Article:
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A GOOD DAY TO DIE HARD

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Nobody goes to a movie in this franchise expecting an exercise in intelligence, but even the most die-hard fans will have a difficult time swallowing the fifth entry in the series, which falls into the depths of dumbness at the very start and goes downhill from there. “A Good Day to Die Hard” would be an excellent place to put a period to the whole business. That might not be possible, however, since the movie appears to be a set-up for John McClane to pass the torch to the next generation.

Skip Woods’ script starts without much ado, reintroducing John (Bruce Willis) at a police gun range, looker older but as dour as ever. He’s got reason to be depressed, though, because his estranged son Jack (Jai Courtney) has been arrested in Moscow for shooting a bigwig in a nightclub, and is scheduled for trial along with imprisoned billionaire Komarov (Sebastian Koch), in whose name he claims to have killed the man. Under prodding from his daughter (Mary Elizabeth Winstead), he decides to travel to Russia to reconnect with the boy and see if he can help.

That’s when the action kicks in and the picture becomes an almost non-stop cascade of car chases, gun battles, explosions and other CGI-dominated action sequences. (It does pause at one point for an obligatory heart-to-heart between father and son, but that’s brief and perfunctory. It’s their common physical exertions that bring them together again.) First up is the bombing of the Moscow court house, followed by a pursuit through the streets of Moscow that appears to leave a good portion of the city in rubble and—if the massive crashes are any indication—lots of innocent bystanders dead or seriously injured.

There follows a gun battle at a CIA not-so-safe house presided over by Collins (Cole Hauser, an actor whose very presence indicates a disaster in the making), because it turns out that Jack’s actually an Agency operative tasked with liberating Komarov, who’s believed to have damning information against one Chagarin (Sergey Kolesnikov), a corrupt guy who’s in line to become Russian’s Defense Chief. (How exactly Jack intended to spring Komarov is left unclear.) Then comes a foot chase and a confrontation with Chagarin’s nasty henchman Alik (Rasha Bukvic) in a plush penthouse dining-room, which involves not only multitudinous assault weapons but a helicopter gun-ship—as well as the first of several double-crosses (oh, those awful Russkies!).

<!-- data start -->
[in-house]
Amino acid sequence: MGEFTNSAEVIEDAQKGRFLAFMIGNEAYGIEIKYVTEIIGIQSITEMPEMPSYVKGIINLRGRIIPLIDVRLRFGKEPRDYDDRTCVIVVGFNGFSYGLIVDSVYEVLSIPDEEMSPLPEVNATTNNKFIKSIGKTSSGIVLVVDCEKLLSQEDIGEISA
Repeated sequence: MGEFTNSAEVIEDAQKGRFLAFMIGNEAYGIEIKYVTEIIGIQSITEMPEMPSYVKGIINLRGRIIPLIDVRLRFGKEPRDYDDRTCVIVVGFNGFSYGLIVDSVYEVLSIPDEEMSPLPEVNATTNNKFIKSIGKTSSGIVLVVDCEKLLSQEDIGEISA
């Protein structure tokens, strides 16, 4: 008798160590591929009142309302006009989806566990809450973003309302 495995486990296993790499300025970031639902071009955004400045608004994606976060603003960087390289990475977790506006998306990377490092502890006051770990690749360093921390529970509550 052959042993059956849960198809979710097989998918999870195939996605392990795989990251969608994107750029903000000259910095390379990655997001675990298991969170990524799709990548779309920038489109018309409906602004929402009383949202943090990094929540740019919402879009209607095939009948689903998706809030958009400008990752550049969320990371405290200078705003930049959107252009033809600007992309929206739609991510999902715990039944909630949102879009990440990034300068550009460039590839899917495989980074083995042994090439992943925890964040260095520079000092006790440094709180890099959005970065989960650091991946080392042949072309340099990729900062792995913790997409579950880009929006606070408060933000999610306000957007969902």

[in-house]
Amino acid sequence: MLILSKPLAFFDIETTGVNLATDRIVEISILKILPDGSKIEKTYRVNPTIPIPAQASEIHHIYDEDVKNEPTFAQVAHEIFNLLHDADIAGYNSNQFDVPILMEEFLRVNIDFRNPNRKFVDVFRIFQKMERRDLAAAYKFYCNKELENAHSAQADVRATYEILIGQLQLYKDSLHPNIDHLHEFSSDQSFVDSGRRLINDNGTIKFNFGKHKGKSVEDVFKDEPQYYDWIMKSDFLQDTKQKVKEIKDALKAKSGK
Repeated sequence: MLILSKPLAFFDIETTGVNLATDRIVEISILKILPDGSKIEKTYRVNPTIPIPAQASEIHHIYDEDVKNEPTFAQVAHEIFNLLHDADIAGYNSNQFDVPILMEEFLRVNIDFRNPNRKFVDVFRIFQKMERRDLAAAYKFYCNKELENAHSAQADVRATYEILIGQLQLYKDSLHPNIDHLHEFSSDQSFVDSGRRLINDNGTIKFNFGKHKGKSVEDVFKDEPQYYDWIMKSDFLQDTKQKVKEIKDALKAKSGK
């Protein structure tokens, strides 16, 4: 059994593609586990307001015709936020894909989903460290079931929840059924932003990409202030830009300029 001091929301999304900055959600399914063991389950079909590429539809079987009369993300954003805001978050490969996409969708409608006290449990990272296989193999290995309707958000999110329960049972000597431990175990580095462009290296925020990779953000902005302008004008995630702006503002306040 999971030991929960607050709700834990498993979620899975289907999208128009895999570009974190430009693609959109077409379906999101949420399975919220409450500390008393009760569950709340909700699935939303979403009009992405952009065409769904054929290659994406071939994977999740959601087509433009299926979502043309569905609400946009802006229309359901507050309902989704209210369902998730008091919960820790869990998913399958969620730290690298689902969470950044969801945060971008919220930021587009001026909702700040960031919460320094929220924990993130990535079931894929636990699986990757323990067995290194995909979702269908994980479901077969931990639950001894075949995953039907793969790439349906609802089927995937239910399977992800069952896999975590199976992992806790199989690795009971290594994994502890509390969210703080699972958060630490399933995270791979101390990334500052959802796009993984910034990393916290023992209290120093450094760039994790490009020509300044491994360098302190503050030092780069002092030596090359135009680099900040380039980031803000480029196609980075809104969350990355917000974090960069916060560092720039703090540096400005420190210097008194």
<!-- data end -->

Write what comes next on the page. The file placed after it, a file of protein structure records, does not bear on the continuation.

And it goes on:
John and Jack somehow survive the mayhem and find their way to Chernobyl, no less, where they must again face apparently insurmountable odds to foil a dastardly plot to steal great gobs of weapons-grade uranium. Again, many guns as well as that helicopter are part of the mix, and residual radiation as well. Guess who survives.

It’s not easy to keep track of the plot’s supposedly surprising turns when all the noise—bolstered still further by the near-constant strains of Marco Beltrami’s bombastic score—is pulverizing your brain. Suffice it to say that it isn’t the level of excitement that increases along the way as much as the overall ridiculousness. By starting out at so high a pitch and then trying to outdo itself at every step, “A Good Day to Die Hard” becomes more and more absurd, and in the process increasingly dull. It barely lasts ninety minutes but feels at least twice that.

By now Willis’ demeanor of bored nonchalance has become a tired cliché, and Woods hasn’t provided him with any clever repartee, being satisfied to offer recycled bits from previous installments and repetitive complaints about his ruined “vacation” (even though the trip has hardly been portrayed as such). Courtney, who’s apparently been picked to take up the McClane mantle, makes a colorless debut as Jack, looking a bit like a young Dwayne Johnson and exhibiting about as much thespian ability. The villains are all standard-issue Russian caricatures, and Winstead is completely wasted in a throwaway part—this is macho stuff, pure and simple, and even the single female member among the Russkies turns out to be a Natasha Fatale type.

The movie is competently enough made for the most part, though the massive amounts of computer-generated material means that visual realism is in short supply, and in the few intimate scenes cinematographer Jonathan Sela, presumably acting under instruction from director John Moore, indulges in the sort of jittery hand-held camerawork that’s intended to keep the viewer on edge but will more likely invite nausea. The result is not an attractive package, though some of the location exteriors of Moscow early on are at least interesting.